EMC's ViPR: It's genius, but not as we know it, Jim
Flexibility is great, but not if it lets your competitors in
What is EMC's ViPR about? Is it really the first all-singing and all-dancing storage management and virtualisation product EMC claims it is?
ViPR is a combination of a file, block and object storage virtualisation suite and a storage management product. It is broadly similar to several other storage virtualisation products, but distinct from them in its separation of data and control paths and its inclusion of object storage.
The comparable products are:
- DataCore SANsymphony
- HDS VSP
- IBM SAN Volume Controller (SVC)
- Melio SANbolic and other VSAs (Virtual Storage Appliances), like StorMagic's SvSAN
- NetApp V-Series
We can differentiate it from these various kinds of storage virtualisation and management fairly easily.
Unlike NetApp's V-Series and HDS' VSP, which virtualises third-party arrays and presents them as ONTAP FAS arrays or HDS VSP arrays, ViPR will present its virtualised physical arrays as virtual storage arrays with block, file or object access characteristics.
Unlike VSAs, ViPR virtualises actual physical storage arrays instead of virtualising storage attached to servers and turning that into a SAN (Storage Area Network). DataCore virtualisation products are a type of VSA too, focussed on block storage.
EMC says ViPR does its management out of the data path, and in a control plane, unlike an earlier and unsuccessful storage virtualisation product called Invista.
ViPR is hard to get hold of, partly because it takes physical file, block and object arrays, abstracts them, and presents them as virtual files*, block and object arrays. But why bother taking a VMAX block array, abstracting it, and presenting it as a virtual VMAX block array? That merely wastes CPU cycles in a chase-your-own tail exercise.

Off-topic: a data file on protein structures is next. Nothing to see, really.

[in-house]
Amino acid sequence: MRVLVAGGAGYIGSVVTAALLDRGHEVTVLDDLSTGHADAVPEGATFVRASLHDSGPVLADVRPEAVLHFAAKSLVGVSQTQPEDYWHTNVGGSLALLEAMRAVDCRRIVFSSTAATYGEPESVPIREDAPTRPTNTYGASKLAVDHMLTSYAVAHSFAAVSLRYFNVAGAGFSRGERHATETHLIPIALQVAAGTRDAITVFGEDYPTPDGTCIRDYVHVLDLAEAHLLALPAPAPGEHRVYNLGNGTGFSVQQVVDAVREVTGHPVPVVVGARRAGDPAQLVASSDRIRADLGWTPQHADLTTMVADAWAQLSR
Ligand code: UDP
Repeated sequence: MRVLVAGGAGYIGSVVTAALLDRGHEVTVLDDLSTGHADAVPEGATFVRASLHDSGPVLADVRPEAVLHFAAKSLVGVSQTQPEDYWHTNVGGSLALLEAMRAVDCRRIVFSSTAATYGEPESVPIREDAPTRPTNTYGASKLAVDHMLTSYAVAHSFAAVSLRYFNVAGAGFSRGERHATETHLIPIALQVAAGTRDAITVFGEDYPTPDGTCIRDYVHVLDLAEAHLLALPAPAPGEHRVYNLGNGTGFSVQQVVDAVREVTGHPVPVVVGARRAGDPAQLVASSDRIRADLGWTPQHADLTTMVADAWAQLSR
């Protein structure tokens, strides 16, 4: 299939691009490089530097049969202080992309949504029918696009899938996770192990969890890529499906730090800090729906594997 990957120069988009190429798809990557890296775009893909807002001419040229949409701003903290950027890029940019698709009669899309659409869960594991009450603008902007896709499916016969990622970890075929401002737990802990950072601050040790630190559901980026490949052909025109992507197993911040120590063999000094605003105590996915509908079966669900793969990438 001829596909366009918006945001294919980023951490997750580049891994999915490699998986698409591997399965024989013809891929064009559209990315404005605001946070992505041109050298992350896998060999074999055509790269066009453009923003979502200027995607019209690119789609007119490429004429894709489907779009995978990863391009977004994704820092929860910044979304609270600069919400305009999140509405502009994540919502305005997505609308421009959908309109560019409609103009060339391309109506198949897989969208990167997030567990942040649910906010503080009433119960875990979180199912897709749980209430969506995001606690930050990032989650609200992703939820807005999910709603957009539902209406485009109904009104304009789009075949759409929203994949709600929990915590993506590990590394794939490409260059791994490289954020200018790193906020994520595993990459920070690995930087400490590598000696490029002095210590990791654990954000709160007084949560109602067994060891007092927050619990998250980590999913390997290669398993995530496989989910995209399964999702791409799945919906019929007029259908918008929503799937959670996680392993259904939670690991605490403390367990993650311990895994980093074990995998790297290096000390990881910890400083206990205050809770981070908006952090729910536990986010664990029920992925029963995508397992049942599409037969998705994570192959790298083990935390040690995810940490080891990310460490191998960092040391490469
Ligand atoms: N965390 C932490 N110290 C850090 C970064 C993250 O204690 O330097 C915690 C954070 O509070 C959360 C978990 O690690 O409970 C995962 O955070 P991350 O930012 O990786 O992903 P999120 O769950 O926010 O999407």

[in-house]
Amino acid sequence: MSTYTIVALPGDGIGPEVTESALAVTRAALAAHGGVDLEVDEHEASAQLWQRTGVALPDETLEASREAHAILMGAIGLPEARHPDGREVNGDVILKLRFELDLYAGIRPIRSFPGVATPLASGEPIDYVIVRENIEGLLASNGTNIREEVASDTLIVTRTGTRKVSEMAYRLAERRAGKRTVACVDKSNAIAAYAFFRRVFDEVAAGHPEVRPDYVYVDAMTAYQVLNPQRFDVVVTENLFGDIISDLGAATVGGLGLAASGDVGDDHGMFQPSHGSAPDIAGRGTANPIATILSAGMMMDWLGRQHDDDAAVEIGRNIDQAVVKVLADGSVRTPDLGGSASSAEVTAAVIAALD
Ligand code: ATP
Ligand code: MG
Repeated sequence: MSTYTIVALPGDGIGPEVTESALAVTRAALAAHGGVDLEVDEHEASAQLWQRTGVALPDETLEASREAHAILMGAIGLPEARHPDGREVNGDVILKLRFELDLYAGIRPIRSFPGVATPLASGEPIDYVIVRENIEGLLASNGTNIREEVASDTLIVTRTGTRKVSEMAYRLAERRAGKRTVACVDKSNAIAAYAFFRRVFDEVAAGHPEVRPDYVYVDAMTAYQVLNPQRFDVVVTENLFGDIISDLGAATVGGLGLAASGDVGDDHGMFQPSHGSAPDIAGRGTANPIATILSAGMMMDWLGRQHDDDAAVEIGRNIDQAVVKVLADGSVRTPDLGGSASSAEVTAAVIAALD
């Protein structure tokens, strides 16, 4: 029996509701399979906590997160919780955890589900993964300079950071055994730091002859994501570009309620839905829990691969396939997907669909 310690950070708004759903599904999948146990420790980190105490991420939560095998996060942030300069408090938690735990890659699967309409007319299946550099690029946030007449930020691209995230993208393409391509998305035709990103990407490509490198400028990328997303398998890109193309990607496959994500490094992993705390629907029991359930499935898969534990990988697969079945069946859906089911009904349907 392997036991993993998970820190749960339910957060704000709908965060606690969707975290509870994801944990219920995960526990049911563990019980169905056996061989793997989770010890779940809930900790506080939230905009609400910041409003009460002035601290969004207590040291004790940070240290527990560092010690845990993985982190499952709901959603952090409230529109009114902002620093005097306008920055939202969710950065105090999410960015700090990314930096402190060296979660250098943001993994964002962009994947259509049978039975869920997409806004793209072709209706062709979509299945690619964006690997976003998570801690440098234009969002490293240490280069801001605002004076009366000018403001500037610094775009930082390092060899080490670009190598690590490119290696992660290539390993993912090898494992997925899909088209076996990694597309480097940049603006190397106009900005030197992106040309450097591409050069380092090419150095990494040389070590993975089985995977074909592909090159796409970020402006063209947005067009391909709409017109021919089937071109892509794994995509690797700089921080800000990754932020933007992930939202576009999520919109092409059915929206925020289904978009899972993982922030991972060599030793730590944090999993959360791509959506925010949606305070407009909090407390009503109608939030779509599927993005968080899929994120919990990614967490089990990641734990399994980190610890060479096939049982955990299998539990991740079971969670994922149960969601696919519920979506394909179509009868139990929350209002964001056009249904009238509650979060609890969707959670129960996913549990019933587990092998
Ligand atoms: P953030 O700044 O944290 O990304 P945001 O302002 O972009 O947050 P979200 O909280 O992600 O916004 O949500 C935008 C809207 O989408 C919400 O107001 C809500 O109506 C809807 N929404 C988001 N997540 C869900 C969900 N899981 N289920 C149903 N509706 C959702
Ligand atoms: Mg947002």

Heterogeneous device management
If that was what you used ViPR for, then yes, you’d be chasing your own tail, but that would be the wrong use case. ViPR is a way of managing heterogenous legacy and new storage resources and providing common management functions across them, including provisioning, metering and multi-tenancy, so that customers save money by centralising their overall storage management resource and making it more efficient.
Indeed, EMC's head ViPR man, Amitabh Srivastava, president of its advanced systems division, said in a briefing that the main initial benefit for ViPR customers will be storage management savings as ViPR can be the management point for VMAX, VNX, Isilon and Atmos arrays: "A checkbox in ViPR can do the 31 steps needed to provision something" in an underlying physical array.
Srivastava also commented: "It's automated. People make errors; not if, but when. We fix it so these errors are never made."
The beauty of ViPR for EMC is that it is extensible. The underlying storage arrays will be extended to add in Centera and the forthcoming XtremIO flash array. NetApp's ONTAP arrays are going to be supported as will commodity storage - see the diagram above.
But here, on the ViPR roadmap, we're entering territory that could be labelled "Here be dragons" and which has skewered heterogeneous storage management products before. Remember AppIQ? It was bought by HP in 2005 and was a storage resource management (SRM) software product that managed different suppliers arrays using the SMI-S standard. It wasn't enough, and multi-vendor SRM products have, by and large, become extinct.